Customer Reviews for

Tuesday

Average Rating 4.5
( 51 )
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Sort by: Showing 1 – 20 of 21 review with 4 star rating   See All Ratings
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  • Anonymous

    Posted February 20, 2010

    Tuesday

    Interesting story and great idea~ children will love it!

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  • Anonymous

    Posted July 2, 2007

    A reviewer

    The richness of the illustrations help to capture the imagination of children and adults alike. With very few words, this book provides exceptional opportunity to talk to kids about the story... and to tell a different story with every reading. The rich blues and greens of the illustrations are beautiful. I was really impressed that each of the frogs seems to have its own personality.

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  • Anonymous

    Posted May 1, 2007

    Tuesday

    This book is about flying frogs. On a Tuesday night a large bullfrog suddenly wakes up to discover he and his lily pad are floating in the air. This book invites the reader to use their imagination instead of reading the text, because there is little text in this book. The frogs go around the community while the people are asleep enjoying the sound of frogs in the warm night air. Read the book to see what the frogs did and to see if anyone spotted the frogs in the air. Wiesner, David. Tuesday. New York: Clarion Books, 1991.

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  • Anonymous

    Posted April 22, 2007

    Tuesday Review

    Caldecott Book Title: Tuesday Reading Level: Kindergarten Genre: Fantasy About the Author: David Wiesner was born and raised in Bridgewater, New Jersey, and graduated from Rhode Island School of Design with a BFA in Illustration. His work appeared in several children¿s books, including The Loathsome Dragon, which he retold in collaboration with his wife, Kim Kahng. David and Kim live in Brooklyn, where he devotes full time to illustration and she pursues her career as a surgeon. Book Review: Tuesday is a colorful, almost wordless book that invites the reader to use his or her own power of the imagination. Its purpose is to entertain, and that it does. ¿Tuesday evening, around eight¿ gets the reader using his or her imagination to think about what goes on outside after eight o¿clock. It takes you from frogs swimming in a swamp to frogs flying on top of lily pads as though they were on a magic carpet. As time passes from ¿11:21 p.m.¿ to ¿4:38 a.m.¿ people are enjoying the soothing sounds of the frogs on a warm summer night. I would recommend this book as a fun and enjoyable book to help your child learn to use his or her imagination. Bibliographic Information: Wiesner, David. Tuesday. New York: Clarion Books, 1991.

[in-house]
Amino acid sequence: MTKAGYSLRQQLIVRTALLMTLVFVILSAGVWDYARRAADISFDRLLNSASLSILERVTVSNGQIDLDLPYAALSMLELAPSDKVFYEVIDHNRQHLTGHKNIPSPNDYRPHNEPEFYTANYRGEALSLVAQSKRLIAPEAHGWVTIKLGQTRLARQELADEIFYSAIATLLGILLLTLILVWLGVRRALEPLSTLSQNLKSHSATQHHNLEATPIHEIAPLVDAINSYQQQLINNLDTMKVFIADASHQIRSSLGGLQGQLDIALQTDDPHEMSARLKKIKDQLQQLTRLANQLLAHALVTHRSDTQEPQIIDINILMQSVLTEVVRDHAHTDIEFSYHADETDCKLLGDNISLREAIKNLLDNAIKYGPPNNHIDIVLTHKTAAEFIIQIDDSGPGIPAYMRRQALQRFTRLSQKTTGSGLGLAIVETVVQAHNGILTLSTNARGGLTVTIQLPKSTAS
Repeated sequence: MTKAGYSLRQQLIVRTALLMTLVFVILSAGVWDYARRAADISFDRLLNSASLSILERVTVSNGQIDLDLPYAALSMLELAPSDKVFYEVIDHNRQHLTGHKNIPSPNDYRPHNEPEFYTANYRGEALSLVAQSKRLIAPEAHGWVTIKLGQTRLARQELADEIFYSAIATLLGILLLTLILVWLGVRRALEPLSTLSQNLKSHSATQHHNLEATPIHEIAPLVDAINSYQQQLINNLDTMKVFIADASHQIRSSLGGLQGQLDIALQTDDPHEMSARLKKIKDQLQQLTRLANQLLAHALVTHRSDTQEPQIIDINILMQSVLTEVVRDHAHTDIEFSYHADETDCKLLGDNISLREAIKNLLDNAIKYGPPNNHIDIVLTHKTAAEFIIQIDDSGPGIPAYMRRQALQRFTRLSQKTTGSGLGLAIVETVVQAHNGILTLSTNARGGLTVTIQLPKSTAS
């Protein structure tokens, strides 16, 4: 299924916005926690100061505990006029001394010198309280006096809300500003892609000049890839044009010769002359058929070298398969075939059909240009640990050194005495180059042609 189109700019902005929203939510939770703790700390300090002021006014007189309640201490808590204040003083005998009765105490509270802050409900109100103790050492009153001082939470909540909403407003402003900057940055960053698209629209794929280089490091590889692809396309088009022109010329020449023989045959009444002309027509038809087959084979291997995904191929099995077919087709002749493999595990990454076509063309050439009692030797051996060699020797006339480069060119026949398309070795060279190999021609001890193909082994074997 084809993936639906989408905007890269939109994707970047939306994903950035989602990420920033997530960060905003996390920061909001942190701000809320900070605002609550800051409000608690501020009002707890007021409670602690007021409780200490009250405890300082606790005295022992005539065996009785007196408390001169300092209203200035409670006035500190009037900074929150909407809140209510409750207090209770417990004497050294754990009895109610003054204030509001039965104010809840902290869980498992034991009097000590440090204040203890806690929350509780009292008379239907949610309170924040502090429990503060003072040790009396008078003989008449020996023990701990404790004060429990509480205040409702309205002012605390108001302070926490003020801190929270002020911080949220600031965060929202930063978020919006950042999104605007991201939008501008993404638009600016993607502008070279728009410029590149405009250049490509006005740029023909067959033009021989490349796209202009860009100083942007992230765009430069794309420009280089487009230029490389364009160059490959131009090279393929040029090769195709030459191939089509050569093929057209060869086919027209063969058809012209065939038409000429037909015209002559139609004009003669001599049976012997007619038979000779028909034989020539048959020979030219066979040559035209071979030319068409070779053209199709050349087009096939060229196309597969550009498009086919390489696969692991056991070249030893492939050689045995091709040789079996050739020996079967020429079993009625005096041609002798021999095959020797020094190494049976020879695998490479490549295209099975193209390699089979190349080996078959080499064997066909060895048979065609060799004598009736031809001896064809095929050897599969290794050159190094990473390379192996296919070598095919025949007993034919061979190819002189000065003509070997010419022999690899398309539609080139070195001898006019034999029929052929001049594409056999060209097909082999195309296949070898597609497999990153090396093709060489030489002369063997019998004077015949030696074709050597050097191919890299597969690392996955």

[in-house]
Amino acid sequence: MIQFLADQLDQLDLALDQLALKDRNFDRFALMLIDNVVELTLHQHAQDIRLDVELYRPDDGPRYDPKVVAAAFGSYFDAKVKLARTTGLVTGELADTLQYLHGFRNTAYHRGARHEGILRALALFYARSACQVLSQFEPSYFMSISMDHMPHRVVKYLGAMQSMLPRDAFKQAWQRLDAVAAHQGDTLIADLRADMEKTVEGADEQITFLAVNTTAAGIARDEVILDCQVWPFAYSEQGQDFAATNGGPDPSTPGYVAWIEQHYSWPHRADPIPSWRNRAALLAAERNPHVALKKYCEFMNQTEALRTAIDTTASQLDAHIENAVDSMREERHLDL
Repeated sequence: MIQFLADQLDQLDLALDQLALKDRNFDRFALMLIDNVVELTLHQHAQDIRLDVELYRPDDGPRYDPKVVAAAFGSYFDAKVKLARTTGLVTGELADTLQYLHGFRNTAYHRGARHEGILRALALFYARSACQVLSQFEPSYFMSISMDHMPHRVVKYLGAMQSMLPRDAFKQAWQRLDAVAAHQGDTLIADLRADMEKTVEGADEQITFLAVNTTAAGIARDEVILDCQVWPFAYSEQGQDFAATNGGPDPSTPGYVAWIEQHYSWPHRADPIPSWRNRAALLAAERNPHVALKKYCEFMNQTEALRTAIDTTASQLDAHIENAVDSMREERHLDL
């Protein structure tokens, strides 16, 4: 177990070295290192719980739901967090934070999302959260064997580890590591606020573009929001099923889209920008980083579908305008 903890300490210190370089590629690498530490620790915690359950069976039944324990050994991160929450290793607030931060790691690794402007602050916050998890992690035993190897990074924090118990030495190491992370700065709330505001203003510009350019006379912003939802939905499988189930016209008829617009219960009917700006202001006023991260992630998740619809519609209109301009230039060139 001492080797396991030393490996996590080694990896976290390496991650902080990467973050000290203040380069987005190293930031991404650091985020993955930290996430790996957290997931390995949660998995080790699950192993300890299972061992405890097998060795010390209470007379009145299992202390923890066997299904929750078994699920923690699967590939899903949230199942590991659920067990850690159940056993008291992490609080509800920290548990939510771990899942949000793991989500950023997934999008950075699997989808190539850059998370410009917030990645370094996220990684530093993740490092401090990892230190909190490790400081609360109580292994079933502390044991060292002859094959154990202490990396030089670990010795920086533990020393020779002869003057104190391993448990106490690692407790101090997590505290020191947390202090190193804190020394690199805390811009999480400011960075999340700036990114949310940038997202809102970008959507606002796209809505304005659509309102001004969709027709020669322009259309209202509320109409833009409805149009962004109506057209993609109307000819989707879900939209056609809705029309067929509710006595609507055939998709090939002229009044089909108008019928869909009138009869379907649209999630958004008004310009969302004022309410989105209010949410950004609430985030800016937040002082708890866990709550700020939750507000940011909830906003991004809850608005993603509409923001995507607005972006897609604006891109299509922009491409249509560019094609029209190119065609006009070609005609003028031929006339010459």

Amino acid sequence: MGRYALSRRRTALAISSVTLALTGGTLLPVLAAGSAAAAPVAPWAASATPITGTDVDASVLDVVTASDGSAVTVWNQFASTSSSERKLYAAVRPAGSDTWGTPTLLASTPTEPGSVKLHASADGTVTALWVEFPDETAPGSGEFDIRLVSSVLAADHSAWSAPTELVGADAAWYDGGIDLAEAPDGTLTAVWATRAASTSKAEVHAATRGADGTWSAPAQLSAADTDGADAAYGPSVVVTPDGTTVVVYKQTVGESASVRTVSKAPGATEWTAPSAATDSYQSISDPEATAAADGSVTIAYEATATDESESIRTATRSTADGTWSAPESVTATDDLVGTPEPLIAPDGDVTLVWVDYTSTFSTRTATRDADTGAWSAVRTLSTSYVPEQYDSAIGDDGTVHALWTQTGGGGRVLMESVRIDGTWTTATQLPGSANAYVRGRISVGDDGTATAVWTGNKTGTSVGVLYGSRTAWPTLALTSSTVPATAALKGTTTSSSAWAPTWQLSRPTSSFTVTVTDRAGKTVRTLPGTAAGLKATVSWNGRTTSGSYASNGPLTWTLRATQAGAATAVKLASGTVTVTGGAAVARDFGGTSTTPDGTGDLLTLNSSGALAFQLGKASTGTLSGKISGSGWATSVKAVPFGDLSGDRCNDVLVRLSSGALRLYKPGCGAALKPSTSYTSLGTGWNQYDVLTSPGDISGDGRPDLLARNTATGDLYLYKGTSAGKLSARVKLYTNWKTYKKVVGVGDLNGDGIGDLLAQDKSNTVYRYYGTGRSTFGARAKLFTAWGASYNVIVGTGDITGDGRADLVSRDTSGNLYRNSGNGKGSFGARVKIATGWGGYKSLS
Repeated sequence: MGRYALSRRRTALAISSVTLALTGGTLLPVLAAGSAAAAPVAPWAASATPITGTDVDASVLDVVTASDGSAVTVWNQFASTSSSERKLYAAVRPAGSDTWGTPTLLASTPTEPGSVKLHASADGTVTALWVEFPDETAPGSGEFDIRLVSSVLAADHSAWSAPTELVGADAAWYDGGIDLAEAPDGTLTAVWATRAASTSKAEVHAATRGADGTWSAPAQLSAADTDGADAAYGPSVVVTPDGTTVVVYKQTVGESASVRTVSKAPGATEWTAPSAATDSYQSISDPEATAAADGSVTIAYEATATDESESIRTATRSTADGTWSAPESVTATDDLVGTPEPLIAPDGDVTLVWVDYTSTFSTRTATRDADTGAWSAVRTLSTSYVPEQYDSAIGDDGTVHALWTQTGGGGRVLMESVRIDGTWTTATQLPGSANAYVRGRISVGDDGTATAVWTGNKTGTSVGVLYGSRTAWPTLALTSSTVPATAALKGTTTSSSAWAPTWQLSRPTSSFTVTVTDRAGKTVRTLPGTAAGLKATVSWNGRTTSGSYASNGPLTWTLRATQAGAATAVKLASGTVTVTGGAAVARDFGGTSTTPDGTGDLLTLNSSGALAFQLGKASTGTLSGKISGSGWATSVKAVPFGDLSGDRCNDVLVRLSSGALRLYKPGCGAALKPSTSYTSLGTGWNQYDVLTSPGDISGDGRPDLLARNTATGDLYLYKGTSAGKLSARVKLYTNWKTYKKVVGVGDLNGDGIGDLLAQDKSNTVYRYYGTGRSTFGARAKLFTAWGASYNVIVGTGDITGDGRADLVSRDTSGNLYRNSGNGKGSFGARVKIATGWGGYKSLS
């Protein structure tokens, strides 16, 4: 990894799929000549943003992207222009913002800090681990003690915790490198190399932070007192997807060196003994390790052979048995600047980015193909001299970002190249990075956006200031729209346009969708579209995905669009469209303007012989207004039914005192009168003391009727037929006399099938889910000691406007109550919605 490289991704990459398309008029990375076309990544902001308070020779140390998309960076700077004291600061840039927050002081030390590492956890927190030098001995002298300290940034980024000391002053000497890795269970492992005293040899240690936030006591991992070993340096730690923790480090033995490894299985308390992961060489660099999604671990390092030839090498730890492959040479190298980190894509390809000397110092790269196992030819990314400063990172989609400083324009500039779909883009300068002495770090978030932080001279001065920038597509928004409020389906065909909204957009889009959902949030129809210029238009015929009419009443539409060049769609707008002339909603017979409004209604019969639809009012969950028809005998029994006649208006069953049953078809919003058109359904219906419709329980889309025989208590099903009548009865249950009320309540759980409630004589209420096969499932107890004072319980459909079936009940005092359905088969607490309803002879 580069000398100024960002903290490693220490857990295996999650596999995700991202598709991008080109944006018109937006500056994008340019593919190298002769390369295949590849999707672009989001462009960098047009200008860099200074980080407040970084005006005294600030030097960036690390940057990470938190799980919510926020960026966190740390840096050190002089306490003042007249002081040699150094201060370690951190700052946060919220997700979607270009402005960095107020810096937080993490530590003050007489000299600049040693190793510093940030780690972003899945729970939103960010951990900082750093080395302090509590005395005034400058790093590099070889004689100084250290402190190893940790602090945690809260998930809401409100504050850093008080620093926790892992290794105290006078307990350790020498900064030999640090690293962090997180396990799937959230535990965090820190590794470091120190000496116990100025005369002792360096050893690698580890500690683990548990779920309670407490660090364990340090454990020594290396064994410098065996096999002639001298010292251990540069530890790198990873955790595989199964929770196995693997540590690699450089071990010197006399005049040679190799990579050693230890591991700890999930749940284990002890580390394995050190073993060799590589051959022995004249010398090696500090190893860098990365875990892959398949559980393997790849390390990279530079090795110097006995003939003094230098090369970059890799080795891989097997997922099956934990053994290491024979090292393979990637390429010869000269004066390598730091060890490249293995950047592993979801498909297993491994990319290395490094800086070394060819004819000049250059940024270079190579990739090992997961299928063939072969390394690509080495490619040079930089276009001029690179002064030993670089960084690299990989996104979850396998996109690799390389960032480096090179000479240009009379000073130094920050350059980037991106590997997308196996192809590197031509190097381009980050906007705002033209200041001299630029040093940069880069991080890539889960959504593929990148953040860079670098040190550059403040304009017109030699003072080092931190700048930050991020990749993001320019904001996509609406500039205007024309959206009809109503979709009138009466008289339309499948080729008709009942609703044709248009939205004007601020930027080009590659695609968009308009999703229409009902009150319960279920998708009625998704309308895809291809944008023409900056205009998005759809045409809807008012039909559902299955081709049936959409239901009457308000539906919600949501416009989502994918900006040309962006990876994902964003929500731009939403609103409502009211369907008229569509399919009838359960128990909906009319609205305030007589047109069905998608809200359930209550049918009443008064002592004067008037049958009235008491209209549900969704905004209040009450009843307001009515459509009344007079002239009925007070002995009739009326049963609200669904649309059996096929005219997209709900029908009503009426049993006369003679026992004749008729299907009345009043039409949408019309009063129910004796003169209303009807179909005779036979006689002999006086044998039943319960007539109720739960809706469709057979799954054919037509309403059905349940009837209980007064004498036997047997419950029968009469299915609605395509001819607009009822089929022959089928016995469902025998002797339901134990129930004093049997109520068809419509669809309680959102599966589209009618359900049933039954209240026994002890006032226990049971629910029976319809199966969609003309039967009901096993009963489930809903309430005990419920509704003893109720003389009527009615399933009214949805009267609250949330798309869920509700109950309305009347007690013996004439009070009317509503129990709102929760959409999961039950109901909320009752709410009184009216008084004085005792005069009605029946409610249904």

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  • Anonymous

    Posted March 27, 2007

    Tuesday

    David Wiesner is both an author and illustrator. His book ¿Tuesday¿ was published in 1991 and won the Caldecott Medal in 1992. Wiesner was born in Bridgewater, New Jersey and graduated from Rhode Island of Design with a BFA in Illustration. He has also won two other Caldecott Medals, one for his book ¿Flotsam¿ and another for his book ¿Free Fall.¿ ¿Tuesday¿ is about a ton of frogs that go on a fun-filled adventure on a Tuesday evening, starting around eight o¿clock. They discover that they can fly on their lily pads, and they fly around town all night long until day light. The next day, the police discover a ton of lily pads lying all over the ground. There is also a lady who interviews a man who noticed the frogs that night while he was eating a late snack. Next Tuesday, occurring around the same time, what animal do you think went on a fun-filled flying adventure? Although there are only a few words in this book, the illustrations are enough to enjoy it. They can grasp a child¿s imagination and turn a wordless book into a humorous, long conversation. I think Wiesner did an excellent job with the illustrations. Not only are they captivating with beautiful colors, but the expressions of the frog¿s faces are priceless. The reading level of this book is kindergarten to second grade, ages 4-8. Wiesner, David. Tuesday. New York: Clarion Books, 1991.

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  • Anonymous

    Posted March 5, 2007

    It all started one Tuesday

    This book's adventure takes place on a 'Tuesday evening around eight'. David Wiesner uses quiet possibly the most boring day of the week as the stage for an occurrence that is anything but boring. It is the frogs, something has happened to their lily pads and they are flying, yes, actually flying! Not just one or two but hundreds, maybe even thousands! Can you imagine what havoc a thousand flying frogs could create!? This is another one of his books where no text is necessary. The story hops right out at you. And, if you think this Tuesday was crazy, wait until you see what happens next Tuesday! In addition to winning the Caldecott Medal in 1992, this book also won ALA Notable Children's Book, Sesame Street Parents' Guide, and Parenting Magazine's 'Best of 1991.' Wiesner, David. 'Tuesday'. New York: Clarion Books, 1991. For ages, 5-8.

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  • Anonymous

    Posted January 26, 2007

    8:00, 11:21....